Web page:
I've made passing mention of the fellow on BGG who got in contact with me to start up a game group here in town. I wanted to take some time to talk about the group and some of the things I've learned through the early growing process.
We started the group in mid-September, so I think 3 months is a good time to expound upon what I've learned. Things started really small, usually only 3 or 4 people, but we had a good time. The storeowner got behind us, and continues to promote it to his customers which is a great boost. We've had a few people join us through that, and others through meetup. As a group, we have a lot of different tastes in games, so finding something that works for everyone can be a challenge. I've taken the approach of "I'll play anything at least once." It helps ease tensions when you have a group of people who are open to anything. The downside of that, no one wants to be the one to make a decision. Since I'm the "leader" (I use leader loosely, I just try to organize things, and make sure people are having fun.) I tend to suggest games and try to keep things moving. It usually works well, but sometimes you just have to be flexible.
Game selection and variety are big keys to success. I have a very nice Costco tote bag full of games that I bring to game night. Currently it has the following games in it: Seasons, Ticket to Ride, High Society, For Sale, Incan Gold, Tsuro, Fleet, No Thanks, Coloretto, Martian Dice, Lost Cities, and 7 Wonders. It's a good blend of short and long games, a good player range 2-8, and a good mix of themes and mechanics. I'm always open to playing games other people bring, but these present some reliable options for people to enjoy.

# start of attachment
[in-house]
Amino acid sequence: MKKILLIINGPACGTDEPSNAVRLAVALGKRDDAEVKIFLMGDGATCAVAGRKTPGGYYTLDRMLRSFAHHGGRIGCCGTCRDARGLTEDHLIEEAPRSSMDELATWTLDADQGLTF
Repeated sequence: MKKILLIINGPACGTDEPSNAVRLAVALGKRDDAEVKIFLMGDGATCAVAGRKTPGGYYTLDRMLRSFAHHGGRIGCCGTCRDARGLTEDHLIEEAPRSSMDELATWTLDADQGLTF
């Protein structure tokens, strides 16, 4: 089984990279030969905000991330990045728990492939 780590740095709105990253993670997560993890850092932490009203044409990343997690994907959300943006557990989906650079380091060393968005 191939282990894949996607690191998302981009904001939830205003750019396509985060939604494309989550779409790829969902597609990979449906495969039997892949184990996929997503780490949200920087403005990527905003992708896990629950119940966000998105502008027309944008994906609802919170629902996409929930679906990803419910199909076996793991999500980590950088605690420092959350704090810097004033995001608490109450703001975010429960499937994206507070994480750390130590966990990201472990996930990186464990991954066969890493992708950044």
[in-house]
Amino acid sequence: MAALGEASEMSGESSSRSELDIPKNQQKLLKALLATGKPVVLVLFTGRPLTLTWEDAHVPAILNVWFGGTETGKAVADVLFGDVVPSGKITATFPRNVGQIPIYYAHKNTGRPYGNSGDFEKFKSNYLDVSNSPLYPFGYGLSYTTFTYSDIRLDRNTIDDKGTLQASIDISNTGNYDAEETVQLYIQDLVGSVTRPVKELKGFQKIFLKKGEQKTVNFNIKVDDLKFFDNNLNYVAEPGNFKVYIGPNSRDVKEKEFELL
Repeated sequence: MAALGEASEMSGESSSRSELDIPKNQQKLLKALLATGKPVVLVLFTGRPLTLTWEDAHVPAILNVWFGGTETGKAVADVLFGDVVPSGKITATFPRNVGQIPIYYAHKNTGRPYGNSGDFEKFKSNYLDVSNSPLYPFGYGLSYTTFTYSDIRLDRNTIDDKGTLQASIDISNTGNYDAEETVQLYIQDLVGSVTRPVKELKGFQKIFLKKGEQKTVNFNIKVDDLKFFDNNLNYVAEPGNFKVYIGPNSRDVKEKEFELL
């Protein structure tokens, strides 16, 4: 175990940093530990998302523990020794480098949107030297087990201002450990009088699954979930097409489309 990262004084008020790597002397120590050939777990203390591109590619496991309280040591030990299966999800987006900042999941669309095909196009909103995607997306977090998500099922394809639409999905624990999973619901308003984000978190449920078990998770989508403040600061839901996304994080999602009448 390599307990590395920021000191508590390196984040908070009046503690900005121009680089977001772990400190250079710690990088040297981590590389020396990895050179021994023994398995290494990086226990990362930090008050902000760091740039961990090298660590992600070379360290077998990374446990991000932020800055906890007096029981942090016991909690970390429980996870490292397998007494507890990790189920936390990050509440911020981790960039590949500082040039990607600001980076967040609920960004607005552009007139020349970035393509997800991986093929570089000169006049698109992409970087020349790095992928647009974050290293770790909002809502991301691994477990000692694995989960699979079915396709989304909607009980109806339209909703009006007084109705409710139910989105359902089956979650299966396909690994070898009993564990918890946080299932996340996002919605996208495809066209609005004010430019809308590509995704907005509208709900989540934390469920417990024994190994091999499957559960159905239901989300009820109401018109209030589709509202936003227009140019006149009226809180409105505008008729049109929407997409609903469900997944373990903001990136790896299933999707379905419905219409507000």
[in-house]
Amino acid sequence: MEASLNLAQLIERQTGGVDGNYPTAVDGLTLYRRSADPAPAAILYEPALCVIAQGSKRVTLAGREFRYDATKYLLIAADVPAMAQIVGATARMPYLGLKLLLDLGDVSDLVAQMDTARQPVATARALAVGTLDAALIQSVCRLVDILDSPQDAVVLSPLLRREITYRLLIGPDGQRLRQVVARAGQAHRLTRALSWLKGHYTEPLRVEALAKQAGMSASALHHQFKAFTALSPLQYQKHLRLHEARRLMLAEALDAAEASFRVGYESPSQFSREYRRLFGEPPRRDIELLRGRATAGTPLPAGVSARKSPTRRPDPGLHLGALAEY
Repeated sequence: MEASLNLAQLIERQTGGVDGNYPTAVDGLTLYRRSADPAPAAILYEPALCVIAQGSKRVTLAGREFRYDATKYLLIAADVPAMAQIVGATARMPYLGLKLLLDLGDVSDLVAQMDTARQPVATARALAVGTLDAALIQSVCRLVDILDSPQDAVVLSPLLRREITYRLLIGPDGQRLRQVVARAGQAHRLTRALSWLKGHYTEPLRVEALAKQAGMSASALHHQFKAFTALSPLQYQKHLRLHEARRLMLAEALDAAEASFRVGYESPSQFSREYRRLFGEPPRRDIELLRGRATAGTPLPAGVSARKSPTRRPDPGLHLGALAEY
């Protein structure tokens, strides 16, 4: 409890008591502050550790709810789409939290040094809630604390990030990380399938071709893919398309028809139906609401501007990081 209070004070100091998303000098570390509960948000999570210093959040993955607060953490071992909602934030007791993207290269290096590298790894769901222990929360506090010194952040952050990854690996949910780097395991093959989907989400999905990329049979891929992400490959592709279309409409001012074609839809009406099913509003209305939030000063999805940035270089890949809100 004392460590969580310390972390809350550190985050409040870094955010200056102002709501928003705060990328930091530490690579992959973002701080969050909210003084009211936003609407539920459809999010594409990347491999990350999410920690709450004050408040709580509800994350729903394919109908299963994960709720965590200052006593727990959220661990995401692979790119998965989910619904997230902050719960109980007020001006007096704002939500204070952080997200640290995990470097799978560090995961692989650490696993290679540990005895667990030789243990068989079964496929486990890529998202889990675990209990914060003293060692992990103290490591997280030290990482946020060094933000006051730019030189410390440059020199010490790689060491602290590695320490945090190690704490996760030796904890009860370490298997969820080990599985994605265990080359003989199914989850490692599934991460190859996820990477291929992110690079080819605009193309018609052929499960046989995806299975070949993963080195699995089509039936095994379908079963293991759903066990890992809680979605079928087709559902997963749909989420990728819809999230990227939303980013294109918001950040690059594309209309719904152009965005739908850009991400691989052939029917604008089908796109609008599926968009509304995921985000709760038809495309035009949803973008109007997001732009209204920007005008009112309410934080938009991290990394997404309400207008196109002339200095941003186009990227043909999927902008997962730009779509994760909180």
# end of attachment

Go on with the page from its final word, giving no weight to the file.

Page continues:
Another important aspect is splitting up the group. This past week we had 11 people, so the group had to split into 3. There were 5 of us who wanted to play Airlines Europe, so we did, and then the other 6 split into 4 and 2 to play Last Night on Earth and the Star Trek Deckbuilding game. Due to the timing of these games, we never got a chance to mix the groups, but there's always future meetings. Other times we've had 7, so that means 4-3 unless you want a big game of 7 Wonders. When that happens it's all about being flexible, and making sure people have a good time.
I've been talking with the store owner to try to get more people involved, so we'll see what happens. Just by being there, we get people walking by and watching what's going on. As you look to build a public gaming group, have patience. It takes time to get the word out. Work with your local game stores to drive up attendance. Be flexible with the games you play, and be willing to play just about anything once. If you try it and don't like it, that's ok. Stay positive, and try to bring in your friends and family if at all possible. Most of all, have fun and be positive. A smile goes a long way towards making people feel welcome.